Poughkeepsie, Schenectady, and Wal*Mart
Many people ask writers where they get their ideas. Most of us writers have developed stock answers (including the snark that makes up the subject of this post.)
Yesterday, I had about a dozen ideas for new stories.
Yesterday morning, Maria V. Snyder and I headed down to the National Geographic to see the traveling exhibit of Terra Cotta Warriors from China. (Maria doesn’t live in the area, but she lives close enough that she can travel down here for a lovely evening of gossip, dining, more gossip, drinking wine, and more gossip, before heading to the exhibit the following day…)
I’d braced myself for disappointment at the exhibit. In China, there are 6000 terra cotta warriors, all guarding the tomb of the first emperor who unified China (around 221 BC.) The exhibit has 15 of them on display. A friend who saw the exhibit in Los Angeles said that it was just impossible to imagine the power of the 6000. The Washington Post museum critic said that the artifacts weren’t as interesting as the write-ups on the wall.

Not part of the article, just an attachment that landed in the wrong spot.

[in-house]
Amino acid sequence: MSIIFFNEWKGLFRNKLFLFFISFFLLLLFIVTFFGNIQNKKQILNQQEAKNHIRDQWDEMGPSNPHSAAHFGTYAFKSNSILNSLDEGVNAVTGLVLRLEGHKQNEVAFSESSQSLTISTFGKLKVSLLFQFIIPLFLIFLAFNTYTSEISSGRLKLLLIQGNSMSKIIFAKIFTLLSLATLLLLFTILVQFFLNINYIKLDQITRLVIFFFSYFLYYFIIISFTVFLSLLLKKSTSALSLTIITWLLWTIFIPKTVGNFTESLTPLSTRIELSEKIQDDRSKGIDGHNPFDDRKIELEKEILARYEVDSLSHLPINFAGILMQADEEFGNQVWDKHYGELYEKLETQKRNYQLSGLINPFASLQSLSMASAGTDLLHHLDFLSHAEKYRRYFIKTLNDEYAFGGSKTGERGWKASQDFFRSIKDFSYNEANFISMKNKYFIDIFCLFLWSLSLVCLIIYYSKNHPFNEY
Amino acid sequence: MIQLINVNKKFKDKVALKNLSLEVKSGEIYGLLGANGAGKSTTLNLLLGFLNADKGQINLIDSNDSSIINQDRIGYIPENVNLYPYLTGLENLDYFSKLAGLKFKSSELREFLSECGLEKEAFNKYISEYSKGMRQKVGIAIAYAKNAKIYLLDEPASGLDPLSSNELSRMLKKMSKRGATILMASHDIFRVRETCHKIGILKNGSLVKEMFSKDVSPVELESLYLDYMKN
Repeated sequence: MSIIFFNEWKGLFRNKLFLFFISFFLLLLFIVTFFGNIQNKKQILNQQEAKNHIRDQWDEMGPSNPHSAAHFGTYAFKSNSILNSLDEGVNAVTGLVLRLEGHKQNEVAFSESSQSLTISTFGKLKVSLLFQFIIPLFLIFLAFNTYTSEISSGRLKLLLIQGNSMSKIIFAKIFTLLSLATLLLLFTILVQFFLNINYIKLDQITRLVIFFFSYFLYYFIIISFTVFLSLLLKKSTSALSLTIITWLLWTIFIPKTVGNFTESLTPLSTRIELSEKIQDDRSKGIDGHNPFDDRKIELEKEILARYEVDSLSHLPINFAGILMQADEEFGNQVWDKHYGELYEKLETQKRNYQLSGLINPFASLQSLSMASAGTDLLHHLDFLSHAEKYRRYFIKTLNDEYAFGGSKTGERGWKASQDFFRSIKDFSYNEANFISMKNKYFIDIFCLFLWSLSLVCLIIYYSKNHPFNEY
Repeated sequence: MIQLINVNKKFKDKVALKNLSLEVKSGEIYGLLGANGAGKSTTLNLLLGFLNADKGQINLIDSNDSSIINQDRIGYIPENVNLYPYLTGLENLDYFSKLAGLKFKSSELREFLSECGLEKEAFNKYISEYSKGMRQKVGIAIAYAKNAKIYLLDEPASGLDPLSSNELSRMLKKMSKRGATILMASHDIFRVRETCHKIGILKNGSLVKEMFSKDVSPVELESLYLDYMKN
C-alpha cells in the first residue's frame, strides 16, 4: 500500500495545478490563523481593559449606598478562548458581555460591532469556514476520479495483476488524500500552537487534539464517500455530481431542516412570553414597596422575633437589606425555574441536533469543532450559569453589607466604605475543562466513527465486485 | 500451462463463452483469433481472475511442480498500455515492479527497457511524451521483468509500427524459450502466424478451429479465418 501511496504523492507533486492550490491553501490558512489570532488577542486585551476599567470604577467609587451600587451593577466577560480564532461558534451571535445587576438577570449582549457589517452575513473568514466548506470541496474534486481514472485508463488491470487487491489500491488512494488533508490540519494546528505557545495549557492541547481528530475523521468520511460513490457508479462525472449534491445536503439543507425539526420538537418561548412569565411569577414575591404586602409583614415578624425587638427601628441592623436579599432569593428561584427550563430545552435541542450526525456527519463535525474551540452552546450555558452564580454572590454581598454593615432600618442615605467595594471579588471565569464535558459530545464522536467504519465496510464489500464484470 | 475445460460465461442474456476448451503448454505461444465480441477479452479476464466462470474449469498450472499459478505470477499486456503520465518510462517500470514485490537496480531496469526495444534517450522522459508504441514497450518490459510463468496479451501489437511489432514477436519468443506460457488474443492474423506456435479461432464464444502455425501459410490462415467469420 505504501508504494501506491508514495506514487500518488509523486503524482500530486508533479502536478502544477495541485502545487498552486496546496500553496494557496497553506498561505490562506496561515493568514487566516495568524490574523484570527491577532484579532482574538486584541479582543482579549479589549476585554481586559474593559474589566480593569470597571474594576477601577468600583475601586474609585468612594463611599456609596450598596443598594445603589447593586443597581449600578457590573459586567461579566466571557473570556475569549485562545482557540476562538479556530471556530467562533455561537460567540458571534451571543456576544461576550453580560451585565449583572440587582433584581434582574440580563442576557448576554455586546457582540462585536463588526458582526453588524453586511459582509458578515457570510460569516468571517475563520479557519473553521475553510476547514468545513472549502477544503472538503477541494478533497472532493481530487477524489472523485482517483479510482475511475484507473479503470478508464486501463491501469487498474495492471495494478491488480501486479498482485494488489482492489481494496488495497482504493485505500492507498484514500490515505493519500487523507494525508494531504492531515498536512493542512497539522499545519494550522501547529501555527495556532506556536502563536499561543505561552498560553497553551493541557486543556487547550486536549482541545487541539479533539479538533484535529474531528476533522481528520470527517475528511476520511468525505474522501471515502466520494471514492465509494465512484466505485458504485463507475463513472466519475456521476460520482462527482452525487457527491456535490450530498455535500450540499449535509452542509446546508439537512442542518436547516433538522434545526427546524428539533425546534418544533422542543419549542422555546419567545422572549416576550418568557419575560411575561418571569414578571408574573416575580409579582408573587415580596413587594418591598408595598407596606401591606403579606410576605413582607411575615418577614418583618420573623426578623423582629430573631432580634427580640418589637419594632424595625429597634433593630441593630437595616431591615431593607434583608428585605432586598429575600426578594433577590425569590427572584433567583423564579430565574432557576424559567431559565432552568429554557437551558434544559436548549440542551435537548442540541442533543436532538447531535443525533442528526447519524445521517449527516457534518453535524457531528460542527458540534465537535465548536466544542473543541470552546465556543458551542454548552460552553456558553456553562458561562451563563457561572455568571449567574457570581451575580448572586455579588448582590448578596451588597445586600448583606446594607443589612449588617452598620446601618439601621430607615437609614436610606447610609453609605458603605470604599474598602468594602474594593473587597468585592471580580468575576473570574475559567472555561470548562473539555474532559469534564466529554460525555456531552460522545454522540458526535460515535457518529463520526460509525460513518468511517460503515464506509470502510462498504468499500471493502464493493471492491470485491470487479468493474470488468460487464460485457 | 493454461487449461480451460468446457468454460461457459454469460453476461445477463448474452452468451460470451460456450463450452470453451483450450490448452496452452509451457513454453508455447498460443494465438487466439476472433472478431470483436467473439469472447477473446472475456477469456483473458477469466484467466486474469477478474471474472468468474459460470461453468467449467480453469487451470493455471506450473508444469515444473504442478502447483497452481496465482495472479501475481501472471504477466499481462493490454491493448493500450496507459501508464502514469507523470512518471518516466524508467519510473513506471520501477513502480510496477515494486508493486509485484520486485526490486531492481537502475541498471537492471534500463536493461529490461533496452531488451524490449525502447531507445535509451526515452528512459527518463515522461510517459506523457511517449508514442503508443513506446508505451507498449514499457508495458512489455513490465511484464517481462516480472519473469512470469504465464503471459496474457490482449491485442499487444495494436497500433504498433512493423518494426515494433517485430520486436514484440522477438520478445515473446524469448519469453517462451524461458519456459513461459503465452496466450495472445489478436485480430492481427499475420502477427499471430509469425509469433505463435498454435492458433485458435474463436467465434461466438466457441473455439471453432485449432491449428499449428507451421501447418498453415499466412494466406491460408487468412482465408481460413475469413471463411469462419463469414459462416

And yet, I was captivated by the exhibit. I kept needing to remind myself that these statues (and related artifacts) were made by actual humans 2200 years ago. That a real person carved the individual strands of a horse’s mane 2200 years ago. That a real emperor believed that his soul would be serviced by these creations 2200 years ago.
The curating was very good in this show. The explanations on the walls did a great job of explaining what the first emperor did, to change social structure, to gain absolute control. I found myself sketching story ideas, character details, themes, etc., all in my trusty notebook. (I don’t think I’ll ever write historic fiction based on this era – I don’t know enough of the details – but some of the fantasy-society ideas triggered by the show…)
So. Poughkeepsie. Schenectady. Wal*Mart. And the National Geographic.
Mindy, off to write down some more ideas